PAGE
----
Monday, April 20, 2009

Recovery Act Funds to upgrade seismic networks

Date: April 15, 2009
Contact: Joan Moody
(202) 208-6416

U.S. Department of the Interior
News Release
SAN FRANCISCO, CA – Secretary of the Interior Ken Salazar today announced the U.S. Geological Survey will fund $29.4 million in earthquake network upgrades nationwide through the American Recovery and Reinvestment Act of 2009, an investment that will significantly improve the timely delivery of information to high-hazard regions such as the Bay area.
Eat your heart out, Bobby Jindal (see earlier post).

USGS will replace old instruments – some of which have not been upgraded in 40 years – with state-of-the-art, robust systems across the highest earthquake hazard areas in California, the Pacific Northwest, Alaska, the Intermountain West, and the Central and Eastern United States.

“The timely delivery of earthquake information can mean the difference between life and death,” Salazar noted. “It requires critical infrastructure such as modern seismic networks and data processing centers so scientists can provide emergency responders with information to save lives and reduce economic losses. With nearly 75 million Americans living within earthquake prone areas, this investment is long overdue.”

Statewide, California has more than a 99 percent chance of having a magnitude 6.7 or larger earthquake within the next 30 years, according to scientists using a new model to determine the probability of big quakes. In the Bay area specifically, there is a nearly 2 out of 3 chance of an earthquake of that magnitude in that time period.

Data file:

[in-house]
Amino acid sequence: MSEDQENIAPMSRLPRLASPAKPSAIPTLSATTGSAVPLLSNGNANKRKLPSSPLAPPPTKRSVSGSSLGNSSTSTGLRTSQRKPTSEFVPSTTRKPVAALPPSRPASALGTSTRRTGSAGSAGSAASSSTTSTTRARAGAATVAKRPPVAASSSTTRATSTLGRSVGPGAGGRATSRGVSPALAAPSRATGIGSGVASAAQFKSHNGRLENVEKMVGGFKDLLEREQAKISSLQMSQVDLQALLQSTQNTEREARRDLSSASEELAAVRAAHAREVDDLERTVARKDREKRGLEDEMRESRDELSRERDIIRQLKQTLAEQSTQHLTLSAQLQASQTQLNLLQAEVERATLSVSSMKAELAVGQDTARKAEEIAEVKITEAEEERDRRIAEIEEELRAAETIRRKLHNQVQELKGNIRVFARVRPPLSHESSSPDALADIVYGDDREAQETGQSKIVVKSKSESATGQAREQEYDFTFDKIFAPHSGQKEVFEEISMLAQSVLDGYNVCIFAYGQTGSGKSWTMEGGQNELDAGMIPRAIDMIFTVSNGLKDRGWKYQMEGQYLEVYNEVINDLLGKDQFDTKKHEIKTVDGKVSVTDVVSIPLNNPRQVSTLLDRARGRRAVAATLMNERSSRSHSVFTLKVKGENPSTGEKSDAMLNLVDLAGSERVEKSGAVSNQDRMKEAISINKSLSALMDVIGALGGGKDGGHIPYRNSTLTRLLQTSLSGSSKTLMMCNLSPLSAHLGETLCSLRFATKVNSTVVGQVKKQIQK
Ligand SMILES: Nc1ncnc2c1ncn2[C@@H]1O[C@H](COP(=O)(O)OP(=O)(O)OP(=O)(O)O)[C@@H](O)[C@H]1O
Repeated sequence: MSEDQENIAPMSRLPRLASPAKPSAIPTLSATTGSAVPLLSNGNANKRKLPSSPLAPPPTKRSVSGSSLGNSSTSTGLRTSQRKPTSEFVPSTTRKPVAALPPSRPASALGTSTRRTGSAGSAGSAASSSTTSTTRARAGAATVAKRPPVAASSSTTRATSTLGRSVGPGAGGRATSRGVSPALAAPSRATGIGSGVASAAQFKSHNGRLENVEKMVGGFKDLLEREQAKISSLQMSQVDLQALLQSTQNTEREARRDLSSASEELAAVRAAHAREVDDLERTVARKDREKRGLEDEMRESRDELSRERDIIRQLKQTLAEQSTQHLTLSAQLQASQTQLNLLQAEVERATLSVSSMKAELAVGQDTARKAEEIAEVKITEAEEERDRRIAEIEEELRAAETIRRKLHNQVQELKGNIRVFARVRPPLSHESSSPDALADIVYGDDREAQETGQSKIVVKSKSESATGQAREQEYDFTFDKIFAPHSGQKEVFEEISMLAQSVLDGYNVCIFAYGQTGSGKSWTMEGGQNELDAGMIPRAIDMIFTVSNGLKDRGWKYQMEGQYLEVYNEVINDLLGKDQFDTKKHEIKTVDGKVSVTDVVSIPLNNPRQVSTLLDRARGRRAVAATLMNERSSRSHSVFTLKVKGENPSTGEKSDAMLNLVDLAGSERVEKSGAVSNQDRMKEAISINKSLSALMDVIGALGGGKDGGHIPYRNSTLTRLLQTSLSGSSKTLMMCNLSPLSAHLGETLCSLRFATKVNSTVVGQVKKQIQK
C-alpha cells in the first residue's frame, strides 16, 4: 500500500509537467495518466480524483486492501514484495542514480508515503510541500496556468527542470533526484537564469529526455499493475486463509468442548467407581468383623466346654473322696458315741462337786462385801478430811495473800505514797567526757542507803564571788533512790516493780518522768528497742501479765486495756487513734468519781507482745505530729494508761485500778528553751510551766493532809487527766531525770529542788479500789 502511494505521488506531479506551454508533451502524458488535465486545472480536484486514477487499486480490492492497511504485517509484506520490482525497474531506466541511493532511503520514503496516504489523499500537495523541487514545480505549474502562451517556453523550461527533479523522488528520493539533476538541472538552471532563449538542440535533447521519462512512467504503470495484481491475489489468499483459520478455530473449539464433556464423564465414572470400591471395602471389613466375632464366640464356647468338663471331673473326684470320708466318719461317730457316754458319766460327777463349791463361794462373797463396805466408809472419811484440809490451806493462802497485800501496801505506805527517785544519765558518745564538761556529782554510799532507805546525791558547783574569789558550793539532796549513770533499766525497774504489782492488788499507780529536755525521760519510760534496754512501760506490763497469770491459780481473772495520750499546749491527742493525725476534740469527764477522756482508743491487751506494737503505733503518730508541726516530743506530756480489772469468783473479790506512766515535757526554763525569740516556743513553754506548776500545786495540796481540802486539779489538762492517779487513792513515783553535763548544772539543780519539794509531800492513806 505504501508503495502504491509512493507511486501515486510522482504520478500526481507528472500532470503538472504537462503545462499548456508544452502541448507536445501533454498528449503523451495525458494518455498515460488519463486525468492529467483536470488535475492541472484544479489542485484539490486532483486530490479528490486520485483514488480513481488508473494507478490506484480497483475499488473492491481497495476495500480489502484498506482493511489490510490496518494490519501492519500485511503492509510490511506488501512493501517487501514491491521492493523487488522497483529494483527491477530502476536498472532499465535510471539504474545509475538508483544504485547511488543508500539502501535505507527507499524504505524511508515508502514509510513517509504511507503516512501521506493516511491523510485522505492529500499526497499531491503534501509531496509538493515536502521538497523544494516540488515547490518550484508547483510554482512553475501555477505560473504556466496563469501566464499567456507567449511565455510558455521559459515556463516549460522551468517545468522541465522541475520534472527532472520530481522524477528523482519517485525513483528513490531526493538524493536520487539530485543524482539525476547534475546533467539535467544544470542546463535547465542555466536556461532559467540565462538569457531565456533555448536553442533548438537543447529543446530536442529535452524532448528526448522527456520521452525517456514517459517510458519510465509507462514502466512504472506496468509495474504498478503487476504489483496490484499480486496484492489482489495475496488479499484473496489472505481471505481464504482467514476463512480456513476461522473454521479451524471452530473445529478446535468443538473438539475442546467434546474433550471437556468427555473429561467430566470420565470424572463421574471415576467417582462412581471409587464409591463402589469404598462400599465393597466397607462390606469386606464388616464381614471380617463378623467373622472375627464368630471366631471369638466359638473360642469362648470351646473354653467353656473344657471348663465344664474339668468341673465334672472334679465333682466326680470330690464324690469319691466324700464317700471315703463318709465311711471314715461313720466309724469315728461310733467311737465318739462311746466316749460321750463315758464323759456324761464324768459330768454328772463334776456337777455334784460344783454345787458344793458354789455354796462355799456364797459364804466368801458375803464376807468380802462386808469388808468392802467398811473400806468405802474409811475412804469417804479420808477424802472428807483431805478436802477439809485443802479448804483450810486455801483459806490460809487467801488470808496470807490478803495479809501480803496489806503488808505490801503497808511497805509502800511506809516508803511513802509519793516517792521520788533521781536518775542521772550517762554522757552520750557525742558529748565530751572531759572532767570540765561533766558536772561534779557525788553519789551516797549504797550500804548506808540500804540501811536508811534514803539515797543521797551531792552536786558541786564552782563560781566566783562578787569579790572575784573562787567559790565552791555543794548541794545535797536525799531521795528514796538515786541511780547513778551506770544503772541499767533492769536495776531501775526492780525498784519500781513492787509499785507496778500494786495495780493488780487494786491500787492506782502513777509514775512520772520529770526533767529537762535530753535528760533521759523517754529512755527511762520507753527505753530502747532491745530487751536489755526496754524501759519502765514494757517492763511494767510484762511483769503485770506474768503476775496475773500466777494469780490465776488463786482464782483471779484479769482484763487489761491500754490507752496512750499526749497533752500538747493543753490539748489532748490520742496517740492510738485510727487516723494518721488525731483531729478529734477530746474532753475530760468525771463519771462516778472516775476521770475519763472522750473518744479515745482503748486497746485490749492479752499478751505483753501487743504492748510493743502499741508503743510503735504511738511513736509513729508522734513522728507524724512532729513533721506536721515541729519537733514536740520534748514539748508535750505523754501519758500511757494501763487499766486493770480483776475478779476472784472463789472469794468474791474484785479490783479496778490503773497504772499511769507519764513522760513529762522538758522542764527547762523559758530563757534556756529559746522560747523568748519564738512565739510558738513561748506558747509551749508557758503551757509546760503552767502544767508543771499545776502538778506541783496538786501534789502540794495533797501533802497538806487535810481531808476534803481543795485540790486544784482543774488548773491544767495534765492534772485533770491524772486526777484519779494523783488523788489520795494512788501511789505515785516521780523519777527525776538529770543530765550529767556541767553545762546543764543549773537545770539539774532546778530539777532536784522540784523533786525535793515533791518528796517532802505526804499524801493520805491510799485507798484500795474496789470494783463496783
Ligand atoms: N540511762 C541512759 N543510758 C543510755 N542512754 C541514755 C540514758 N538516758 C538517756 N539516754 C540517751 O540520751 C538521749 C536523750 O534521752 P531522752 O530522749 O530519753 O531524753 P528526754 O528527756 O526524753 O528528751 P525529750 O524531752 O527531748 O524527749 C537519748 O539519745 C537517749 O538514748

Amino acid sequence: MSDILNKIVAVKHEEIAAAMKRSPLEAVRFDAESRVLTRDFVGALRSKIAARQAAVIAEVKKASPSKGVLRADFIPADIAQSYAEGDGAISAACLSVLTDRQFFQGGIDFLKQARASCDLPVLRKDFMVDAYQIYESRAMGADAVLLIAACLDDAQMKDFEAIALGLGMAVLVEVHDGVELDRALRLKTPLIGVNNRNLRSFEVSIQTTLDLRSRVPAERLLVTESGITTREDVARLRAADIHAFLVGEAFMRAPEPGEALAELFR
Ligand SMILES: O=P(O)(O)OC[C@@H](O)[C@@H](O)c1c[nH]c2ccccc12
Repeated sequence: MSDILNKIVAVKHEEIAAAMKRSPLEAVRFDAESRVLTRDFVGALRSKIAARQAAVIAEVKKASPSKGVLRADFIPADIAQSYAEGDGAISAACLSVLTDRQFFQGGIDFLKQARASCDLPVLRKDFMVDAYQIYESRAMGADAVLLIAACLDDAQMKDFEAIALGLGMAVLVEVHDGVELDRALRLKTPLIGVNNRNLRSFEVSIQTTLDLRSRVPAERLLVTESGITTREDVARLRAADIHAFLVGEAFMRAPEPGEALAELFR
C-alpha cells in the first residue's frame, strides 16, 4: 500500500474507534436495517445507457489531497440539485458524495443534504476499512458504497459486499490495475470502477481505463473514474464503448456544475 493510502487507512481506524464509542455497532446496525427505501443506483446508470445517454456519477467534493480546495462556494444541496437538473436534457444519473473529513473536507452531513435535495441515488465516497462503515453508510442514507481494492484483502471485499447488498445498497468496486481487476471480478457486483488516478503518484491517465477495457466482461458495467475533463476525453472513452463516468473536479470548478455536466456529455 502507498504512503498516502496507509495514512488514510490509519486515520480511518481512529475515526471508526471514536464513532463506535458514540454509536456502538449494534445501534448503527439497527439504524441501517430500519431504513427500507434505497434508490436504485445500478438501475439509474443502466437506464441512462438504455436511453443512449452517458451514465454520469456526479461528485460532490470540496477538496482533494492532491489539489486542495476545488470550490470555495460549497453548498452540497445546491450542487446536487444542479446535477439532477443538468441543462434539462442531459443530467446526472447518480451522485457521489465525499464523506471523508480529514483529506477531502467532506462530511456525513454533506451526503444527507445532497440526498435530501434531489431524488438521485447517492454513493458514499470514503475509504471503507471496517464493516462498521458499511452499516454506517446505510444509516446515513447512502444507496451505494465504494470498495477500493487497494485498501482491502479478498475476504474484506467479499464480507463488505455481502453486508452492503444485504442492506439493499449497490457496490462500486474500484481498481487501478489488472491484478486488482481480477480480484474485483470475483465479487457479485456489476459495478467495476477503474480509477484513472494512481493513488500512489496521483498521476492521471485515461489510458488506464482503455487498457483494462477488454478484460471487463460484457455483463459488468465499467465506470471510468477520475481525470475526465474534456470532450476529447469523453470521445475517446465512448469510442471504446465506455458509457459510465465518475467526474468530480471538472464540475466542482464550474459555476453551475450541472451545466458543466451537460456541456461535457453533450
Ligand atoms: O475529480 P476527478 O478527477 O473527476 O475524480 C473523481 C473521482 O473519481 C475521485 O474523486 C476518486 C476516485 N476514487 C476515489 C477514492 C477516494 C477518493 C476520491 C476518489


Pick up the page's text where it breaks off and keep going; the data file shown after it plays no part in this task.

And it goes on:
Secretary Salazar said that a significant portion of these funds can be expected to go to the state because of the high level of earthquake risk in California, the substantial existing partnerships that the USGS has with universities and the state, and the location of some of the major seismic equipment manufacturers in the state.

The funds will be used to:

  • upgrade the seismic and geodetic stations that monitor earthquakes;
  • improve communication systems to make them more robust and reliable;
  • lay the groundwork to enable earthquake early warning – The latter is a technology in operation in Japan, Taiwan and Mexico that uses sensor detections at the earthquake epicenter to broadcast warnings to nearby areas about to be shaken;
  • support students at universities in California who will be involved in the installation, providing a unique educational experience and helping to train the next generation of earthquake scientists;
  • help save jobs that are threatened by cuts in state funding in California.

The USGS earthquake monitoring funds are some of the first Department of the Interior projects under the Recovery Act. Overall, the Department of the Interior and its agencies will manage $3.0 billion in investments as part of the recovery plan signed by the President to jumpstart our economy, create or save jobs, and put a down payment on addressing long-neglected challenges so our country can thrive in the 21st Century.

Eat your heart out, Bobby Jindal.

No comments:

Post a Comment

Wave to us!